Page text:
The Independent on Sunday jumped on the skunk-panic bandwagon this weekend with a brash tabloid headline: 'Cannabis - An apology', above a figure of 10,000 in big red letters - which we are informed is the number of teenagers treated for 'cannabis addiction' last year, apparently ten-fold higher than back in 1997. Inside, along with almost five pages of news coverage, there are opinion pieces by Rosie Boycott (the IOS editor who launched their cannabis legalisation campaign 10 years ago) psychiatrist Robin Murray, and a leader in which the they retract their support for Boycott's legalisation campaign - hence the front page headline.
They've totally missed the point.
1. The facts are all over the place. On the front cover Jonathan Owen informs us that skunk today 'is 25 times stronger than the resin sold a decade ago'. In the main feature this has become 'can be 25 times stronger'. A few paragraphs later we later that a cannabis joint 'may contain 10 to 20 times more THC than the equivalent joint in the 1970's'. Rosie Boycott tells us a few pages later that it is 30 times stronger and Robin Murray that the traditional 2-3 % THC of herbal cannabis in the 70's compares to 15-20% (occasionally as high as 30) in today's skunk. Who should we believe?
Actually they are all wrong. In the 70's, as with today, there was a range of cannabis products - herbal and resin - available on the market and they varied in strength from very weak to highly potent. Drugscope reported just last week that most of what was being sold as 'skunk' today is around 10% and that the stronger varieties were comparatively rare because they took longer to grow (increasing production costs) but commanded the same street price. So compare the 'worst' weed from the 70s to the 'best' today and you'll get your scary '25 time stronger' headline. In reality however the average 'weed' from the 70's was probably more like a third to a half the strength of most of today's skunk.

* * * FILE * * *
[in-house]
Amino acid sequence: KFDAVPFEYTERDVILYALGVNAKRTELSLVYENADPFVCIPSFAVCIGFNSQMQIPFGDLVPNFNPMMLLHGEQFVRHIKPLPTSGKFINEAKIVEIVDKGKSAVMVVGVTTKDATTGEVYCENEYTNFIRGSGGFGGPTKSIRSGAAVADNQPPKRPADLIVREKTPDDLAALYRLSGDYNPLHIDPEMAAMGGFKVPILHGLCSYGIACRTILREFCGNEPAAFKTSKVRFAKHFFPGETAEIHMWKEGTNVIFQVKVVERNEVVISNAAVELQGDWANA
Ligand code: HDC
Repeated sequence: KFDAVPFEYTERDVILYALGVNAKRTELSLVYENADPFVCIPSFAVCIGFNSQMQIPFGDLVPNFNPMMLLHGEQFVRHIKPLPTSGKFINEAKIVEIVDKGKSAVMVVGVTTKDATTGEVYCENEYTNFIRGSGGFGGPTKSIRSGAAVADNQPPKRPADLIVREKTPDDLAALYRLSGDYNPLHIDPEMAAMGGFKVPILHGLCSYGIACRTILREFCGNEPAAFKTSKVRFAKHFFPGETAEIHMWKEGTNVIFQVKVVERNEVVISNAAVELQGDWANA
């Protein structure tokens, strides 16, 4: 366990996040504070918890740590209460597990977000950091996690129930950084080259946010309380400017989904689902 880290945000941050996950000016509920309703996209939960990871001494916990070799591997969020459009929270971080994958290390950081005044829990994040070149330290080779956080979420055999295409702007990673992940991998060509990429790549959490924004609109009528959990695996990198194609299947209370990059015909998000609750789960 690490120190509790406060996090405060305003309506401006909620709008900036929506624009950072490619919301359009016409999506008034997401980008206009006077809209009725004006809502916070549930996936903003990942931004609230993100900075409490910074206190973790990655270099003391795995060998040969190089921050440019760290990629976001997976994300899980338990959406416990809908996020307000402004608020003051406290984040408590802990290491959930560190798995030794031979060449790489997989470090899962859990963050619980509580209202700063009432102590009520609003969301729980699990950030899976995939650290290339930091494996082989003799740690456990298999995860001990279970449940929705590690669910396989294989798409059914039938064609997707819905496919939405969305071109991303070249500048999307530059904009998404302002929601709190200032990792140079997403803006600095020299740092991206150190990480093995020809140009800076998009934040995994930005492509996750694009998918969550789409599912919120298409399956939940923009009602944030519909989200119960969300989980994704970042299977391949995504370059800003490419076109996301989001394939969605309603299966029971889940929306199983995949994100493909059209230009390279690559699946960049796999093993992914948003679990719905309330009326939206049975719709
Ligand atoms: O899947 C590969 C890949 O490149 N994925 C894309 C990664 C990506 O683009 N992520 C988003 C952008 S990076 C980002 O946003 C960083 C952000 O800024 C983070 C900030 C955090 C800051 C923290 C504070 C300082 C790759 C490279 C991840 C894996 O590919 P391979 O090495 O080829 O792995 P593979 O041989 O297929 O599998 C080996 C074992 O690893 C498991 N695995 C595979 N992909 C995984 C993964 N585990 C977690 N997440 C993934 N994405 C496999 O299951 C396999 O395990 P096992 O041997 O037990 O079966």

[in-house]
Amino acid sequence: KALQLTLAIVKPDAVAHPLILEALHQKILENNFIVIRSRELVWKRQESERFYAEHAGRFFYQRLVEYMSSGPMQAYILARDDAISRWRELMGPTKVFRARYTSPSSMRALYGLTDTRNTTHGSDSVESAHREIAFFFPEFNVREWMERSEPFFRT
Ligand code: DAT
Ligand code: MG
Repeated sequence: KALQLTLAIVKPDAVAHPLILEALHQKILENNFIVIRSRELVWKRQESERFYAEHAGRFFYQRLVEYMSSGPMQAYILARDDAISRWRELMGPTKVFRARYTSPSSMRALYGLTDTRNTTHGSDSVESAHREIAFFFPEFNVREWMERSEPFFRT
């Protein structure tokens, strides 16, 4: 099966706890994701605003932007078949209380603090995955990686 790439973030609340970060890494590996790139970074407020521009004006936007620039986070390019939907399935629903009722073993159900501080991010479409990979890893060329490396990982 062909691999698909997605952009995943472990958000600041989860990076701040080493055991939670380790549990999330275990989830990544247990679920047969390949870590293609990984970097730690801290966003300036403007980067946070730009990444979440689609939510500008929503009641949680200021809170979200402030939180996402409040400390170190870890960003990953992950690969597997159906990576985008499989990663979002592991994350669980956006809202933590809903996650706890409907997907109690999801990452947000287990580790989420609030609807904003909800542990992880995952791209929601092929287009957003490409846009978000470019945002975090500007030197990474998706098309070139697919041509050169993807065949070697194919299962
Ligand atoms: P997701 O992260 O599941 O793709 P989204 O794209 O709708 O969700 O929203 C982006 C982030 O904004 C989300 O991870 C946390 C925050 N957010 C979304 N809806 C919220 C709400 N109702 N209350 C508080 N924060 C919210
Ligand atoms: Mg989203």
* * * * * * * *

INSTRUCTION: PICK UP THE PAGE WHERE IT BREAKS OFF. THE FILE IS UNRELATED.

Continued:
But the true picture is more complicated than this. Skunk is by no means the entire UK market, a large proportion of which is still 'old school' imported weed of the 3-4% variety and a larger proportion being low grade resin (soap bar etc.) also of low single figure % strength. The strongest stuff from 'back in the day' was way stronger than the low grade resin still widely available today. It depends how you spin it.
So lets be clear - the idea that cannabis was weak and harmless in the old days, and has now morphed into super-potent deadly psychotabis today, is just not true. That is oversimplification and hype for sake of a juicy media or political soundbite. An almost identical misleading potency panic took place in the US in the late 1980's : 'Now perceived as a hard drug, marijuana has increased 1,400 percent in potency since 1970' proclaimed the 1986 flyer for a US national marijuana conference.
More potent hydroponically/indoor cultivated herbal cannabis was also already widely available in 1997 , and whilst it is now unarguably more prevalent, the fact that it is mostly UK grown today rather than imported makes no difference to the consumer (if anything the home grown skunk is actually weaker than the equivalent product formerly imported from Holland).
The change in the market over the last ten years is nowhere near as dramatic as the IOS report seems to suggest, and can certainly not account for the 10 fold increase in 'cannabis addiction' that they attribute to it. Indeed this is another extremely dubious statistic (not to mention the reckless and ill defined use of the term 'cannabis addiction'). Not only does the change from 1000 teenagers being treated for 'cannabis addiction' in 1997, to 10,000 last year all seem to deploy conveniently, almost suspiciously, rounded numbers - but as is acknowledged in the papers leader - this rise is significantly due to changes in service provision. It is also due to the way cannabis related problems are diagnosed and counted: of this supposed 10,000 'cannabis addicts' how many are being treated primarily for mental health problems or misuse of other drugs but have also noted cannabis use (practically universal to both groups), or are in treatment as a result of the new and massively expanded arrest referral schemes? We are not told.